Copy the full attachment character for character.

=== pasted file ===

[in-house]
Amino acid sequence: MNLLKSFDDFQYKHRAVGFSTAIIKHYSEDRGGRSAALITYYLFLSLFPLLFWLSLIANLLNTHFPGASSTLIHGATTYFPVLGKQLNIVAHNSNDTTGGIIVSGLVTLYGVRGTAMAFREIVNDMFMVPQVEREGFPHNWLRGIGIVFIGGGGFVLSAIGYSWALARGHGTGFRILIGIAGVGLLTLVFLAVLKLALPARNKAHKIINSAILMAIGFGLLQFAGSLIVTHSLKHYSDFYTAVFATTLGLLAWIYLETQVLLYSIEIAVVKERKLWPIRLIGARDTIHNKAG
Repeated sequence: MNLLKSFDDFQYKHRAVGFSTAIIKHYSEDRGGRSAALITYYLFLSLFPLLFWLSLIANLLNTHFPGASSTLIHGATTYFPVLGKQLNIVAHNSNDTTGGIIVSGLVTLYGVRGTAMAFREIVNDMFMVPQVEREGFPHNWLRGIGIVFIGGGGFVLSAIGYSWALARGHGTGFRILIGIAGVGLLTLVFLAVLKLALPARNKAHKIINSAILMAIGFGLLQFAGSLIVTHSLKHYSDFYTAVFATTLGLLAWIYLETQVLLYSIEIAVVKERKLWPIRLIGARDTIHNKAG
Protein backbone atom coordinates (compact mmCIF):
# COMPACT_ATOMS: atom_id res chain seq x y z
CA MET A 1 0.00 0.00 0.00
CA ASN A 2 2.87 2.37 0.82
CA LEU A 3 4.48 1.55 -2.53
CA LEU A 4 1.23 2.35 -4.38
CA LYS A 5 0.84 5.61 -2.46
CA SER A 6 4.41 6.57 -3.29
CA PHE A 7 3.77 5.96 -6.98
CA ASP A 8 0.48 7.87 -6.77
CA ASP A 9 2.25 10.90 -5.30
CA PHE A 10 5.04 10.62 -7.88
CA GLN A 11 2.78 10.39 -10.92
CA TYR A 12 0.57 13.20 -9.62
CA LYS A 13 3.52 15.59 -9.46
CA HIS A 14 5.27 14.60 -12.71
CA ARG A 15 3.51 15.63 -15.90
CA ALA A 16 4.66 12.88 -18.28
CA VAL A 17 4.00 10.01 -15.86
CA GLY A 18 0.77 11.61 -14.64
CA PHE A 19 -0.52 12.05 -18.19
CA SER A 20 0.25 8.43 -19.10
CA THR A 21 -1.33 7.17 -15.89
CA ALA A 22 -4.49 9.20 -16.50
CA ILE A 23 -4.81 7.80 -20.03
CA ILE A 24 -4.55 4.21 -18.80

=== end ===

[in-house]
Amino acid sequence: MNLLKSFDDFQYKHRAVGFSTAIIKHYSEDRGGRSAALITYYLFLSLFPLLFWLSLIANLLNTHFPGASSTLIHGATTYFPVLGKQLNIVAHNSNDTTGGIIVSGLVTLYGVRGTAMAFREIVNDMFMVPQVEREGFPHNWLRGIGIVFIGGGGFVLSAIGYSWALARGHGTGFRILIGIAGVGLLTLVFLAVLKLALPARNKAHKIINSAILMAIGFGLLQFAGSLIVTHSLKHYSDFYTAVFATTLGLLAWIYLETQVLLYSIEIAVVKERKLWPIRLIGARDTIHNKAG
Repeated sequence: MNLLKSFDDFQYKHRAVGFSTAIIKHYSEDRGGRSAALITYYLFLSLFPLLFWLSLIANLLNTHFPGASSTLIHGATTYFPVLGKQLNIVAHNSNDTTGGIIVSGLVTLYGVRGTAMAFREIVNDMFMVPQVEREGFPHNWLRGIGIVFIGGGGFVLSAIGYSWALARGHGTGFRILIGIAGVGLLTLVFLAVLKLALPARNKAHKIINSAILMAIGFGLLQFAGSLIVTHSLKHYSDFYTAVFATTLGLLAWIYLETQVLLYSIEIAVVKERKLWPIRLIGARDTIHNKAG
Protein backbone atom coordinates (compact mmCIF):
# COMPACT_ATOMS: atom_id res chain seq x y z
CA MET A 1 0.00 0.00 0.00
CA ASN A 2 2.87 2.37 0.82
CA LEU A 3 4.48 1.55 -2.53
CA LEU A 4 1.23 2.35 -4.38
CA LYS A 5 0.84 5.61 -2.46
CA SER A 6 4.41 6.57 -3.29
CA PHE A 7 3.77 5.96 -6.98
CA ASP A 8 0.48 7.87 -6.77
CA ASP A 9 2.25 10.90 -5.30
CA PHE A 10 5.04 10.62 -7.88
CA GLN A 11 2.78 10.39 -10.92
CA TYR A 12 0.57 13.20 -9.62
CA LYS A 13 3.52 15.59 -9.46
CA HIS A 14 5.27 14.60 -12.71
CA ARG A 15 3.51 15.63 -15.90
CA ALA A 16 4.66 12.88 -18.28
CA VAL A 17 4.00 10.01 -15.86
CA GLY A 18 0.77 11.61 -14.64
CA PHE A 19 -0.52 12.05 -18.19
CA SER A 20 0.25 8.43 -19.10
CA THR A 21 -1.33 7.17 -15.89
CA ALA A 22 -4.49 9.20 -16.50
CA ILE A 23 -4.81 7.80 -20.03
CA ILE A 24 -4.55 4.21 -18.80